There are five major themes of presuppositionalism.[4] First, traditional apologetics is futile because of man’s blindness to divine reality. Second, the skeptic presupposes God’s existence, even if he fails to admit it. Third, traditional apologetics foolishly honors the skeptic’s standards by not holding to the fact that belief in God is “basic.” Fourth, the burden of proof should fall on the skeptic. Fifth, apologetics should be done on a system level, so skeptics are required to defend their worldview on its own terms.

The advantages of presuppositionalism are many, but four are most significant. First, it takes into account what the Bible says about our obligation to presuppose 1) God’s revelation in all of life and 2) the unbeliever’s suppression of the truth.[5] Second, it takes seriously the fall of man and the unbeliever’s inability to reason his way to faith. Third, it understands the goal of apologetics as convincing people that God’s revelation is true and that it alone is the only basis for all reason, intelligence, and living.[6]

The major critique of the presuppositional method is the problem of circularity. With a closer look, this is not really a problem at all because the skeptic’s reasoning is circular as well. As Frame states, “It is part of the unbeliever’s depravity to suppress the truth about God, and that depravity governs their reasoning so that unbelief is their presupposition, which in turn governs their conclusion.”[7] Indeed, when arguing for an ultimate standard of truth, circular argument is unavoidable, whether one is a Christian or a skeptic.

In the final analysis, the presuppositional approach better accords with biblical doctrine than other positions.[8] The point of apologetics is to persuade someone to believe in the God of the Bible, and as Edgar notes, “Nothing else really matters. Ether God exists…or he doesn’t.”[9] For this reason, the Christian should let Christ have authority over his philosophy, reasoning, and argumentation—from beginning to end. For in Christ are hidden all the treasures of wisdom and knowledge (Col. 2:3).

[1] Mark Coppenger, “Presuppositionalism,” in The Popular Encyclopedia of Apologetics, Ed Hindson and Ergun Caner, gen. eds. (Eugene, OR: Harvest House, 2008), 402.
[2] John Frame, “Presuppositional Apologetics,” in IVP Dictionary of Apologetics (Downers Grove, IL: IVP Academic, 2006) (accessed 6/1/2012).
[3] Greg Bahnsen, “Van Til’s Presuppositionalism,” Penpoint 6, no. 1. (January 1995)(accessed 6/12/2012).
[4] See Coppenger, “Presuppositionalism,” 402.
[5] Frame, “Presuppositional Apologetics,” (accessed 6/1/2012).
[6] Ibid.
[7] Ibid.
[8] William Edgar, “Without Apology: Why I Am a Presuppositionalist,” Westminster Theological Journal 58, no. 1 (Spring 1996): 19.
[9] Ibid.

Reviews Theology

The Reason for God (Chapter 2)

These are direct quotes from the book. If it is my paraphrase, it will marked by an asterisk (*) after the page number.

Chapter 2: How Could a Good God Allow Suffering?

Just because you can’t see or imagine a good reason why God might allow something to happen doesn’t mean there can’t be [a God]. Again we see lurking within supposedly hard-nosed skepticism an enormous faith in one’s own cognitive faculties. If our minds can’t plumb the depths of the universe for good answers to suffering, well, then, there can’t be any! This is blind faith of a high order. (23-24)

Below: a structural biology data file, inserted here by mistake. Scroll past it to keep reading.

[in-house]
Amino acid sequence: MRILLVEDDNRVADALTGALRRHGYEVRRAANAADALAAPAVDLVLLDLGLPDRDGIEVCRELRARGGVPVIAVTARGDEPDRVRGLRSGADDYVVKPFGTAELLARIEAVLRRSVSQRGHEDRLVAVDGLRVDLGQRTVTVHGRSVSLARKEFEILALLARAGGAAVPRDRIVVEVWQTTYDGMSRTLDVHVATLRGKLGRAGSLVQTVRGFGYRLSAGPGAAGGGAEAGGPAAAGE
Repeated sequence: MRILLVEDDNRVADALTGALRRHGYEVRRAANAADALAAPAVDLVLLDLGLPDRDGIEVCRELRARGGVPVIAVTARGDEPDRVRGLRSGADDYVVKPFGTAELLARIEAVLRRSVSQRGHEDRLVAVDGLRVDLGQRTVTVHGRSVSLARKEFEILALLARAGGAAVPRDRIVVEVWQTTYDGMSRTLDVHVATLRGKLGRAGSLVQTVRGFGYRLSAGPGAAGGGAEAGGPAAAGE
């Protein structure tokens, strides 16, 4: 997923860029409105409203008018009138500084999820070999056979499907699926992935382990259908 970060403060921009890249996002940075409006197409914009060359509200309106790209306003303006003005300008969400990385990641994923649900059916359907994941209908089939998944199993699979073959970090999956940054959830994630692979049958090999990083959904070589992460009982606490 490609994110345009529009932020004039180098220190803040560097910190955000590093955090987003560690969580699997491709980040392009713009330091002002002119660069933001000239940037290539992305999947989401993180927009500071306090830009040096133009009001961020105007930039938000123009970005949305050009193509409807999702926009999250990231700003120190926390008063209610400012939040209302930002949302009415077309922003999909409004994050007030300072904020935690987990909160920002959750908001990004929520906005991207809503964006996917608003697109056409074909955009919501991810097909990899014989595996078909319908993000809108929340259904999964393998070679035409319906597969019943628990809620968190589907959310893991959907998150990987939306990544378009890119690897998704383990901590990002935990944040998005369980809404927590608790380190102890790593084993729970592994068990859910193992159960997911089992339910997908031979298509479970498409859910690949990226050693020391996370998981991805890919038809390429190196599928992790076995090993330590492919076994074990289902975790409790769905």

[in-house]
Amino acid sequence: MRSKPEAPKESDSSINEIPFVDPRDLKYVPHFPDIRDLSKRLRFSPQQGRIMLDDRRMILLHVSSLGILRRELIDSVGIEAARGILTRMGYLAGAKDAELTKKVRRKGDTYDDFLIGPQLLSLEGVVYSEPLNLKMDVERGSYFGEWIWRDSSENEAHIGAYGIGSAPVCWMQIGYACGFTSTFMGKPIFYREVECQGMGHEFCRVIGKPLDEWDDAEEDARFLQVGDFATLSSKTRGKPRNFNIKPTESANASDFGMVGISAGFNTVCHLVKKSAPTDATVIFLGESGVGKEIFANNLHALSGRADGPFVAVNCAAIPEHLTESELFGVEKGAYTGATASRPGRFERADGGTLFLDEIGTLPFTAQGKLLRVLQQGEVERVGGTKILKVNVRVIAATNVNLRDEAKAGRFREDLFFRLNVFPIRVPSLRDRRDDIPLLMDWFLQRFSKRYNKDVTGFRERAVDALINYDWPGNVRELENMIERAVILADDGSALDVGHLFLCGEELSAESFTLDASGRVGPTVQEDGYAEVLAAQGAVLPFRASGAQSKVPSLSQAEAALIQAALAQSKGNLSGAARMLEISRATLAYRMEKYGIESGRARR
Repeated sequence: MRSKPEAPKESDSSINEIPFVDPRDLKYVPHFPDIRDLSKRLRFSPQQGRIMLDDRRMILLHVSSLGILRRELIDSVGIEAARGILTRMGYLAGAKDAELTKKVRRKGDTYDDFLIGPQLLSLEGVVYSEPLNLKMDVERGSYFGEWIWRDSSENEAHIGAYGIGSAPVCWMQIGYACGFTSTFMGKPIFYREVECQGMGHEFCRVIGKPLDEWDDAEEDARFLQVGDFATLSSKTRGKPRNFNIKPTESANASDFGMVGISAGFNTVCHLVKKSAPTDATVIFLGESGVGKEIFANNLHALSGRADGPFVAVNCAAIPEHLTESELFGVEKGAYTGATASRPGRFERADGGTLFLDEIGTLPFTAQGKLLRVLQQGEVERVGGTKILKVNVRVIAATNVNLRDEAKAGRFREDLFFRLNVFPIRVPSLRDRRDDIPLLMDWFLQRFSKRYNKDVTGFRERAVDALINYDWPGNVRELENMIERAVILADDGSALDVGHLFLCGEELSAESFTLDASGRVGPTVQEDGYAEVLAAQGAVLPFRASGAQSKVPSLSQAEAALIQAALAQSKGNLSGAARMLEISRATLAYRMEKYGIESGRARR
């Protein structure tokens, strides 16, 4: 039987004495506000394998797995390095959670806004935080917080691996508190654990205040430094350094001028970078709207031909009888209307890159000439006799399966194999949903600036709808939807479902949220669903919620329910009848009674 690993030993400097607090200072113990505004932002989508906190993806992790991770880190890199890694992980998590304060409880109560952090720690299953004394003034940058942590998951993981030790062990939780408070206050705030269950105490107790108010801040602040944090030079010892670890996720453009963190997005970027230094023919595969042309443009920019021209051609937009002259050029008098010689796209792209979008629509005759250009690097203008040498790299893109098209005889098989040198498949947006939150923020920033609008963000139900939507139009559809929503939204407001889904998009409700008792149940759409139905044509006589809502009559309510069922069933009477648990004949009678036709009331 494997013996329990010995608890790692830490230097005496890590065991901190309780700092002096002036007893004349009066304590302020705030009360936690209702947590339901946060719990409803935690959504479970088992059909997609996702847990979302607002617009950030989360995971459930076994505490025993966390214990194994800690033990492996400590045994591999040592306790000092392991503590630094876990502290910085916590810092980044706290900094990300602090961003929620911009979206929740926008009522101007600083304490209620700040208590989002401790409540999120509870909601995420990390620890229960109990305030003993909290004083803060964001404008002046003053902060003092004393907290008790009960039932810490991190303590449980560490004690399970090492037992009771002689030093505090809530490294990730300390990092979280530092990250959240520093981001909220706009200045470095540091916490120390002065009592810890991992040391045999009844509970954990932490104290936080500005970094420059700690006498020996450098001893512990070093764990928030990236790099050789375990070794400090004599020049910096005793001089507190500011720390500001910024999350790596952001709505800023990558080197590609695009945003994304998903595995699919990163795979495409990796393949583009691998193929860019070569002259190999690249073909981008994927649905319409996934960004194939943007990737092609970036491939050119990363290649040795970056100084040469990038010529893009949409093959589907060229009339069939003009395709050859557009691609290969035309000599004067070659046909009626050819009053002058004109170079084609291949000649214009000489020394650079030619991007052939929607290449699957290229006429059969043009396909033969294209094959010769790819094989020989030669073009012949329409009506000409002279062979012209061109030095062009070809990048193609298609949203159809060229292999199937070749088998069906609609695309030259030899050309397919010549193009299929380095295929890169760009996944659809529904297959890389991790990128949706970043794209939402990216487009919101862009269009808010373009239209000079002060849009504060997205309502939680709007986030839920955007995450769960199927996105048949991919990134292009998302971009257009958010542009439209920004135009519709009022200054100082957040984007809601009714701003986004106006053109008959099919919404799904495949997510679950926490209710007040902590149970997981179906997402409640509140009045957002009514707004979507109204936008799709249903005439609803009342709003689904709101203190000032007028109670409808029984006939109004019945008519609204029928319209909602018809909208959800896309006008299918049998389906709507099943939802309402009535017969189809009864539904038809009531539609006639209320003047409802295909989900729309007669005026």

If you have a God great and transcendent enough to be mad at because he hasn’t stopped evil and suffering in the world, then you have (at the same moment) a God great and transcendent enough to have good reasons for allowing it to continue that you can’t know. Indeed, you can’t have it both ways. (25)

From C.S. Lewis:

My argument against God was that the universe seemed so cruel and unjust. But how had I got this idea of “just” and “unjust”?…What was I comparing this universe with when I called it unjust?…Of course I could have given up my idea of justice by saying it was nothing but a private idea of my own. But if I did that, then my argument against God collapsed too–for the argument depended on saying that the world was really unjust, not simply that it did not happen to please my private fancies…Consequently atheism turns out to be too simple. (26)

Therefore, though Christianity does not provide the reason for each experience of pain, it provides deep resources for actually facing suffering with hope and courage rather than bitterness and despair. (28)

Jesus, the God-man, underwent more evil and suffering than we could ever imagine, and he bore the agony of death on the cross. Therefore, we truly know God is Immanuel (God with us) even in our worst sufferings. (31*)

For the one who suffers, the Christian faith provides as a resource not just its teaching on the Cross but also the fact of the resurrection. The Bible teaches that the future is not an immaterial “paradise” but a new heaven and a new earth. In Revelation 21, we do not see human beings being taken out of this world into heaven, but rather heaven coming down and cleansing, renewing, and perfecting this material world….Embracing the Christian doctrines of the incarnation and the Cross brings profound consolation in the face of suffering. The doctrine of the resurrection can instill us with  a powerful hope. It promises that we will get the life we most longed for, but it will be an infinitely more glorious world than if there had never been the need for bravery, endurance, sacrifice, or salvation. (32, 33)

From C.S. Lewis:

They say of some temporal suffering, “No future bliss can make up for it,” not knowing that Heaven, once attained, will work backwards and turn even that agony into a glory. (34)